The little Motion Pictures application took no time at all to figure out. I made a Super VCD in high quality mode of 4 gigs of photos from my iPhoto library. Motion Pictures gives you some basic transitions to choose from, as well as the ability to play background audio. iPhoto has much the same ability, so you may or may not prefer to use Motion Picture.
ToastIt will be useful for those who burn lots of discs, and don’t change settings frequently. Right/control click on files, folders, or disks, and send them directly to Toast 6 to be burned using your existing settings. All you need to do is click “Burn.” ToastIt worked well in my tests; as it should. It’s just a small contextual menu item that passed the file to the Toast data content window.
Toast Anywhere allows you to burn discs over a network, and that may be handy from time to time. It allows paranoidniks to password access to their burner, if you worry about burner hijacking.
I suffer from cablephobia, and the disease is progressive (but not fatal). Even though my laptop sits three feet from my desktop Mac when I’m home between trips, I use my AirPort network when I need to move files back and forth for backup and synchronization purposes, as I hate snaking cable around my desk.
I set out to create a CD with Toast 6 on the PowerBook and then burn remotely. On the burner-equipped desktop G4, I set Toast’s Sharing preferences to allow remote burning. Moving to the ‘Book, I created a data CD, and used that unlabeled funny little green triangle I referred to earlier to choose a Shared Recorder. You need to know the IP (Internet Protocol address) number of the burner-equipped Mac; you can’t choose the Mac by name. No IP number, no Toast Anywhere. Hello Roxio, let’s move out of the Stone Age on this one, and allow users to browse a list, at least!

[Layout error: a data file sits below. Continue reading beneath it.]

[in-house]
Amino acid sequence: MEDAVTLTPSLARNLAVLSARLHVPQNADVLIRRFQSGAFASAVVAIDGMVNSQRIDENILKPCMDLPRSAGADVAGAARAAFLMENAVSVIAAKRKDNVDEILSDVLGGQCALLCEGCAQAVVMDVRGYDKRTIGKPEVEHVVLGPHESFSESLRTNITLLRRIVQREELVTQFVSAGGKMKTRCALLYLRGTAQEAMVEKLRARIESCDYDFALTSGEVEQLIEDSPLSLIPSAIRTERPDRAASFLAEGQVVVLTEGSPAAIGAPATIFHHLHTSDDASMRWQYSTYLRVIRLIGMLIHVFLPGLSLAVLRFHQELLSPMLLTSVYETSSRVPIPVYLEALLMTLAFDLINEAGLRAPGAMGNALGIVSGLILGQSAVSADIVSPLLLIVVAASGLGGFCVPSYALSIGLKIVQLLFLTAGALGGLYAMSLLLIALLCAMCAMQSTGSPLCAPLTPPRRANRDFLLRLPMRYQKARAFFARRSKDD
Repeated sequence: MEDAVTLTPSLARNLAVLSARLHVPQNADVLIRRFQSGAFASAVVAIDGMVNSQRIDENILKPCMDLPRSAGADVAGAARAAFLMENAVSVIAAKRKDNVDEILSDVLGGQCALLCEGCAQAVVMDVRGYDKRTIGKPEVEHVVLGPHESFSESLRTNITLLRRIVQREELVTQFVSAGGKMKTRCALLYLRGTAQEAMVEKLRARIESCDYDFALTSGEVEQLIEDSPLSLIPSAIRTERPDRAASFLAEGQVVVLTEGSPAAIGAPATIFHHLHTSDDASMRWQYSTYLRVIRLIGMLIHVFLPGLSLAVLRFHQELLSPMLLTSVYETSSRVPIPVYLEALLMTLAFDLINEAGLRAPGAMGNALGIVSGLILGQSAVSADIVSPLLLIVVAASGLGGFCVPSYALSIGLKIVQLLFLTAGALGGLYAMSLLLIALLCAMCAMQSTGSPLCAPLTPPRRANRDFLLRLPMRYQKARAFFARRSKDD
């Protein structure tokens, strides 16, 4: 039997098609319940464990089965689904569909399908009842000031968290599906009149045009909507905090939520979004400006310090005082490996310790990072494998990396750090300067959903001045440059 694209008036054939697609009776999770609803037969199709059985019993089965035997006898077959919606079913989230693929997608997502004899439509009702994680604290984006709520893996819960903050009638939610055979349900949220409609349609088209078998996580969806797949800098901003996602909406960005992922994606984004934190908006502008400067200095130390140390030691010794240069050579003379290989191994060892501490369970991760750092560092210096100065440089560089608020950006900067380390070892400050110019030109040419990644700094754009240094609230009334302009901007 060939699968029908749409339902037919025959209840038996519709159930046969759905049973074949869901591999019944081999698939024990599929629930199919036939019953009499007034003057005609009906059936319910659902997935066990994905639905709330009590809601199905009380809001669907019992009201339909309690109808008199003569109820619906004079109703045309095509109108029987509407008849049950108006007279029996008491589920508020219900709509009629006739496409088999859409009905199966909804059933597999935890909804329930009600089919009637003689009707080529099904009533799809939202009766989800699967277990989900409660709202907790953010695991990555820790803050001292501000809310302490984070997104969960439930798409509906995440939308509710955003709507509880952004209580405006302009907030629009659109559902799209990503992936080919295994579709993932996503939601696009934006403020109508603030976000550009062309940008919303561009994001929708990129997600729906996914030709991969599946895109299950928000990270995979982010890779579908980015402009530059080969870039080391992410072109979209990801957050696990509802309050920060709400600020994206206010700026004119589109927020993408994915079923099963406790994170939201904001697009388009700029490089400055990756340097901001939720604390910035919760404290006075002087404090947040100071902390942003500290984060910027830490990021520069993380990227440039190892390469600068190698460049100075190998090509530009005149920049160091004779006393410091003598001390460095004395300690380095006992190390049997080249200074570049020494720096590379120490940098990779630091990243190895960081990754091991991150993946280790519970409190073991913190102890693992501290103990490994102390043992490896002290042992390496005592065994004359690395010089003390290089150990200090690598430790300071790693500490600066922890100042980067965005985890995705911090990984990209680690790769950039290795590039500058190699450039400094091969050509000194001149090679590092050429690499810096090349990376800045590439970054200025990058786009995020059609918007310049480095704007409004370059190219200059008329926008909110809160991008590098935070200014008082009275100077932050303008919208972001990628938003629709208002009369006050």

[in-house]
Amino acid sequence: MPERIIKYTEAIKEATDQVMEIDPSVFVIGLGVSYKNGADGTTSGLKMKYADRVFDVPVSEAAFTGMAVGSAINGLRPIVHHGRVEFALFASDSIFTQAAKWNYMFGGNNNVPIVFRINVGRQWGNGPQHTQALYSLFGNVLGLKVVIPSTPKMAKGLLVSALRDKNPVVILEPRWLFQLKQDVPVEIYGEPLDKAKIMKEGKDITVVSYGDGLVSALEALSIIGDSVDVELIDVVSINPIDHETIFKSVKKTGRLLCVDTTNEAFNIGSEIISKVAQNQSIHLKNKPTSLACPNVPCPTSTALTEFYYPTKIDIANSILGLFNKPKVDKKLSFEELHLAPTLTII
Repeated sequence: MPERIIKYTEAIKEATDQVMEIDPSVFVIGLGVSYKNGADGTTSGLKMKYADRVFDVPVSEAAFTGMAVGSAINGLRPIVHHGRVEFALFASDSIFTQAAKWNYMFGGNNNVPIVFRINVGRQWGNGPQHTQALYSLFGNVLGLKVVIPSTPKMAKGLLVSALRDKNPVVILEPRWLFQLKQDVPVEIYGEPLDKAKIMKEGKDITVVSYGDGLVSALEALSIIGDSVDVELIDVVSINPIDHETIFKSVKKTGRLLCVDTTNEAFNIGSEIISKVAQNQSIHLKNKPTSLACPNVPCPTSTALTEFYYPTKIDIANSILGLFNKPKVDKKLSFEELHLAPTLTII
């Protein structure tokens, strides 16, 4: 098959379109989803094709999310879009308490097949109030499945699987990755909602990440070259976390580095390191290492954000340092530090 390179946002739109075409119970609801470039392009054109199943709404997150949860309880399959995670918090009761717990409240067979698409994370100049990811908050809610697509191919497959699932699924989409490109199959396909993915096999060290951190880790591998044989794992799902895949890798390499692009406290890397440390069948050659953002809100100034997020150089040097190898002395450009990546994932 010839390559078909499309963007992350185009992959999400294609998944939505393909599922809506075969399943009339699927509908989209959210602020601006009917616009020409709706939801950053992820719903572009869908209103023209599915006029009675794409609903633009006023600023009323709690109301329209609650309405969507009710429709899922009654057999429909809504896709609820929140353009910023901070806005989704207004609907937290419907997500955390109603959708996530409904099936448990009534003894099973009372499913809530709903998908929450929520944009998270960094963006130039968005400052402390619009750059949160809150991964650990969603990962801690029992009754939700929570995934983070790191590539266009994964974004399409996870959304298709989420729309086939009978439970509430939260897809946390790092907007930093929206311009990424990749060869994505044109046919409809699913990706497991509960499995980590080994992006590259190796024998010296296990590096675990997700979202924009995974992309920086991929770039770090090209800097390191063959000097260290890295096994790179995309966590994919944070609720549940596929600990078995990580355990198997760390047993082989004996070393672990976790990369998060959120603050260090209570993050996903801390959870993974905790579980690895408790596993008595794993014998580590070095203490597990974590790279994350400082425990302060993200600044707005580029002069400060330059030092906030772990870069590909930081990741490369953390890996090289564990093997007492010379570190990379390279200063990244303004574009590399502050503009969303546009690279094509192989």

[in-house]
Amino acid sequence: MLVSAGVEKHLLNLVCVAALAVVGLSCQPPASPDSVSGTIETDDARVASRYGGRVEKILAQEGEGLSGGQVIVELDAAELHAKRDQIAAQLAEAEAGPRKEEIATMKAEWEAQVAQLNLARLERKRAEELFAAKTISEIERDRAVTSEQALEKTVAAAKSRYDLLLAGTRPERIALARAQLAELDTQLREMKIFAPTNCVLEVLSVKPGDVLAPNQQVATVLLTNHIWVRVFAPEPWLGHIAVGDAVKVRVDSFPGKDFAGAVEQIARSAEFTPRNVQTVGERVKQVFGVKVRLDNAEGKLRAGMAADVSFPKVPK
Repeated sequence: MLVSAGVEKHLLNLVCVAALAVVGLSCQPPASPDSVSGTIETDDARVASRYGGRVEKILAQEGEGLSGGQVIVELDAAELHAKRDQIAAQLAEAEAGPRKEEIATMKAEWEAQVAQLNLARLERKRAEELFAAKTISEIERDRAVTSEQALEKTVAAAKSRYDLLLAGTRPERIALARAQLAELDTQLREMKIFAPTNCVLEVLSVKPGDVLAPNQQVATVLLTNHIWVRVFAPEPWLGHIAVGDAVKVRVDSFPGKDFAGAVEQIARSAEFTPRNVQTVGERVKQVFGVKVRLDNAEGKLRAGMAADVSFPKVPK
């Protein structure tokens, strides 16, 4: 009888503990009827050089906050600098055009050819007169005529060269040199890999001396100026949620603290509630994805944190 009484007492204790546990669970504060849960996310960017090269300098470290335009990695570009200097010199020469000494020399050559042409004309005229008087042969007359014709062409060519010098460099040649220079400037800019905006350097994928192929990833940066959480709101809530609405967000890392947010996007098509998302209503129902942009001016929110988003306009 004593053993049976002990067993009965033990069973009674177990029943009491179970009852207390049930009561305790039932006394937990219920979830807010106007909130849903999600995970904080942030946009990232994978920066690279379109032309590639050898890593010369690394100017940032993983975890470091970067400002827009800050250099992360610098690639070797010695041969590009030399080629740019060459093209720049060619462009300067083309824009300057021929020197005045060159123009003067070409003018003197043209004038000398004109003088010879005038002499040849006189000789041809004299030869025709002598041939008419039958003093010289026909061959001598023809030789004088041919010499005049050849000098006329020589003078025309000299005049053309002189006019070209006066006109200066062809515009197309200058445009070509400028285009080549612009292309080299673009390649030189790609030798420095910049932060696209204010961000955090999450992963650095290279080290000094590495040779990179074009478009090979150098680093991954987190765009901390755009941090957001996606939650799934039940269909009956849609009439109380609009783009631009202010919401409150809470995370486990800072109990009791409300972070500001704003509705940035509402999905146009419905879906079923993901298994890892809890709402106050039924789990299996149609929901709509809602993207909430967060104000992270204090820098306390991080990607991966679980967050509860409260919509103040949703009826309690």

I chose the Shared Recorder and entered the IP number of my desktop machine. (Tip; you can find the IP number of your mac in the Network preference pane), and Toast saw the SuperDrive on the desktop Mac. I then clicked the Burn button, and watched Toast send the data to be burned to the Desktop Mac. The desktop user see a dialog box that shared burning is about to begin, and can prevent it if need be. You’ll need a blank CD in the burner on the machine doing the actual burning.
But no joy. The process seemed to complete, and I even heard the tone indicating the end of a successful burn. The disk however, was untouched. An hour later, after perusing the fairly complete Help file (the PDF format manual is skimpy on details about Toast Anywhere) I was still unable to Toast Anywhere via Airport. A trip to the Roxio web site, with another 15 minutes of searching produced a Web Board message thread that seemed to indicate that Toast Anywhere would not work over Airport, but only over a wired network.
Switching to wired Ethernet, I got a successful shared burn on the first try. Points off for not documenting Toast’s inability to do shared burns over Airport.
All told, the Toast 6 Titanium package is solid. The software looks and feels a bit different than the average OS X application, but it has a great feature set, and will suit almost everyone’s burning desires.
Documentation, with a few exceptions, is good, although I wish the PDF manual included more of what’s in the disk-based Toast Help file. If Roxio can clean up some loose ends with Toast Anywhere, and improve the documentation, this will be the perfect CD/DVD burning package.